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Shop Owners ‘Scared to Death’ of Ortega Construction

City Council members urged to reach out to businesses when the interchange construction begins.

Business owners are “scared to death” that the two-year-plus Ortega Highway interchange project will keep customers away from San Juan Capistrano, the City Council learned Tuesday.

The city has put together an Economic Preservation Committee to combat the logistical nightmare a multiyear construction project on the city’s most traveled freeway interchange could pose to businesses. The project starts this month.

“Already the rumors are flying,” said former Councilwoman Laura Freese, a member of the special committee.

  • See related story, Money to Help Businesses Proves Controversial

She said a salon owner on Camino Capistrano expressed concern her building would be torn down – even though Caltrans has already taken the property it needs.

Another owner of a business on the east side of the freeway told Freese she’s extremely worried that clients on the west side will stop coming once construction is under way.

Freese gave the council a laundry list of actions it could take right now to reassure the business community, including having the mayor walk into every establishment in town to communicate directly with the public.

“Please, please get into action now. Make this a priority, we already have people who are too panicked,” Freese said.

Mayor John Taylor later acknowledged in the meeting that proprietors are “scared to death” of the havoc the construction project could bring.

CEO Will Kempton of the Orange County Transportation Authority has said never in the history of the county has there been such an improvement project which could so severely impact a community, said John Gillotti, owner of Mission Grill and also a member of the Economic Preservation Committee.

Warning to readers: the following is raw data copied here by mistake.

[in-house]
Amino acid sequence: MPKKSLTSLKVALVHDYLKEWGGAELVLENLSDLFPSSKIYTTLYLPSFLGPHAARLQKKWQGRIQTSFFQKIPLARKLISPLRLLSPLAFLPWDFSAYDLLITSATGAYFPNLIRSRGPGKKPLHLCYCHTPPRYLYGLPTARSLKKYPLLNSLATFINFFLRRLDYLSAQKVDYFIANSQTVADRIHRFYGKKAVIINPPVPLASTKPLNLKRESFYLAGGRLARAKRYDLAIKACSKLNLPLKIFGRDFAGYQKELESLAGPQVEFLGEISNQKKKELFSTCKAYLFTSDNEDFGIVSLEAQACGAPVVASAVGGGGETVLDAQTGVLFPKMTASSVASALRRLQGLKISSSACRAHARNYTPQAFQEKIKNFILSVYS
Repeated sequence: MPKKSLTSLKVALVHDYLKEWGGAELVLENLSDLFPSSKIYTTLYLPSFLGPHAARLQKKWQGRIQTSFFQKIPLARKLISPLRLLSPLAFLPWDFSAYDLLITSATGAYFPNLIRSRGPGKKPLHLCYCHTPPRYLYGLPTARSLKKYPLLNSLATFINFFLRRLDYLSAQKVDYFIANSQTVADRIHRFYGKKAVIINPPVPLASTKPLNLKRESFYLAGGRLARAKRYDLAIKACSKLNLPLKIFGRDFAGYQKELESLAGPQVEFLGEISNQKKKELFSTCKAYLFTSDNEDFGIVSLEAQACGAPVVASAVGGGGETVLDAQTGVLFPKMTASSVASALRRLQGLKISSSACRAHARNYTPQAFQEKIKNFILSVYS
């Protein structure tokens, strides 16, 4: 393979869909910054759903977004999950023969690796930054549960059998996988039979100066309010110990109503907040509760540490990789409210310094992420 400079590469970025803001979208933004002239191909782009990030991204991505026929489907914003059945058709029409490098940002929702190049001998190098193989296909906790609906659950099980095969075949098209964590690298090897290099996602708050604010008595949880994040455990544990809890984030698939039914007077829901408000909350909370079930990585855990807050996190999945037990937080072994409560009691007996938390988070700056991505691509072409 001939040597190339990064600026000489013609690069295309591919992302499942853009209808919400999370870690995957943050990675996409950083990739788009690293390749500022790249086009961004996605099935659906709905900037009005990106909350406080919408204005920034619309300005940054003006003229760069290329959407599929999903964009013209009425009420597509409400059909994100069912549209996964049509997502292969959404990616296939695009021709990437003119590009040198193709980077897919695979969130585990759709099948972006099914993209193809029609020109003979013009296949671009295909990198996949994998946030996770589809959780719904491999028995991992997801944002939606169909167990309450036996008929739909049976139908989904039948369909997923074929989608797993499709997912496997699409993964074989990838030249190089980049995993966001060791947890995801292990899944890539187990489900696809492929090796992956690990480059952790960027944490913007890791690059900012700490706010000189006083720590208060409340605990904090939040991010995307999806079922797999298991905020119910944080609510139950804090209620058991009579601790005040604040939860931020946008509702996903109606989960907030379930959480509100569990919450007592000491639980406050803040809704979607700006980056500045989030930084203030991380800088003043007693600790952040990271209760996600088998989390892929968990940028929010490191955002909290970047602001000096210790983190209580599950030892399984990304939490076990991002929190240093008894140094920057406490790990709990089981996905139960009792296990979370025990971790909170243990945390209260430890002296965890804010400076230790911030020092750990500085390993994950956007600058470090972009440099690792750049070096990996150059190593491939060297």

Gillotti himself has heard customers who have said they will avoid downtown where his restaurant is located once construction has started.

Councilman Larry Kramer said he will do his part. Even though he doesn’t eat out very often, he and his wife have decided to make it more a habit.

EDITOR'S NOTE: An earlier version of this story identied OCTA CEO Will Kmpton as retired. His retirement doesn't take effect until the end of this month.

Jill February 06, 2013 at 10:06 PM
I attended the meeting with Caltrans held at St. Margaret's recently and left with far more concerns than I had going in! The belief on Caltrans part that they have adequate detours using San Juan Creek Road and Juniperra Serra seem really misinformed and researched. The confusing landing on Juniperra Serra combined with JSerra high school and the Park and Ride lots has the recipe for nightmare traffic jams, not to mention the increased accident risk. San Juan Creek already has backups, partly due to the still unfinished roadworks and with three schools in the area I feel I will be much less inclined to leave my home located off San Juan Creek. I volunteer in town both at the Mission and a downtown business. I also eat in town at least twice a week. I'm not looking forward to the next two years+. A turn right filter from Ortega onto the Southbound I 5 would have aloe boated so much traffic from the town years ago.
John February 07, 2013 at 08:17 PM
If the time of construction for the Camino Capistrano south bound I-5 exchange is any indication, Ortega's two year projection is grossly optimistic. The impact on San Juan Creek and Ortega residences will be far worse than estimated and now the council acts like this is a sudden surprise. They never really fought this issue with Caltrans because the big growth factions backed by the "Ranch" wanted it.
ca February 07, 2013 at 09:10 PM
agreed! San Juan city council members... what are you doing about this? who's advocating for our fair city??
Matt Gaffney February 07, 2013 at 10:24 PM
As a member of the City's Transportation Commission I've been privy to this process from the start. Past Councils negotiated with Caltrans from the beginning to cut the best deal possible for Capo. Caltrans originally wanted a full blown clover leaf intersection, we were able to negotiate the project to it's present configuration. People don't realize that Ortega Hwy is a State Hwy, & as such we have limited input into how Caltrans wants to handle this project. This intersection is, with a few minor alterations, the same intersection opened in 1958 when the Freeway came to town. There were numerous public workshops, conducted by Caltrans, soliciting input from the citizens of Capo. Attendance was pretty sparse at the ones I attended. Like it or not this is a project that we're all going to have to live with until it's conclusion. As for "fighting this issue" we fought for the best deal we could cut with Caltrans & this is it.

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